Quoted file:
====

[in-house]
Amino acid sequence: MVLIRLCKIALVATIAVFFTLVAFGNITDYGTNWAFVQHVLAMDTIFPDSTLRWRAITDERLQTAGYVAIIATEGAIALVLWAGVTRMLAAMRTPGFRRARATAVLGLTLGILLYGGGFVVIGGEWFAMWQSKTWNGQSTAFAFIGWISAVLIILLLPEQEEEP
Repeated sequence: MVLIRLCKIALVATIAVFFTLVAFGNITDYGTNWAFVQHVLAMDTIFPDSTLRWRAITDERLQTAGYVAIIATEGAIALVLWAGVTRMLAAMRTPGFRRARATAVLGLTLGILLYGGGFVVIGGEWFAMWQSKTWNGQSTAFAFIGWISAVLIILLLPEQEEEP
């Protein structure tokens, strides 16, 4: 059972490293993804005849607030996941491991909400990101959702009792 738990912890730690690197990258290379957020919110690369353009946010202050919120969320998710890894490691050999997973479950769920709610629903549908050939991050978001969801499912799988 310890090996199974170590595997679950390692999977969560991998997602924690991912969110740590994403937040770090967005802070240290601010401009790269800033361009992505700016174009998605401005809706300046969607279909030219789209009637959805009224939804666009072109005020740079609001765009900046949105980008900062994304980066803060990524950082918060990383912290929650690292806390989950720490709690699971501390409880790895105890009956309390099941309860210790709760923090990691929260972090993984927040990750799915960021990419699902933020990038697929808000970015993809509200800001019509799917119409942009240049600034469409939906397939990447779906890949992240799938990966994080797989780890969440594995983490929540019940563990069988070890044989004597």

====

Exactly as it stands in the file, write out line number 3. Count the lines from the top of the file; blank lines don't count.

Repeated sequence: MVLIRLCKIALVATIAVFFTLVAFGNITDYGTNWAFVQHVLAMDTIFPDSTLRWRAITDERLQTAGYVAIIATEGAIALVLWAGVTRMLAAMRTPGFRRARATAVLGLTLGILLYGGGFVVIGGEWFAMWQSKTWNGQSTAFAFIGWISAVLIILLLPEQEEEP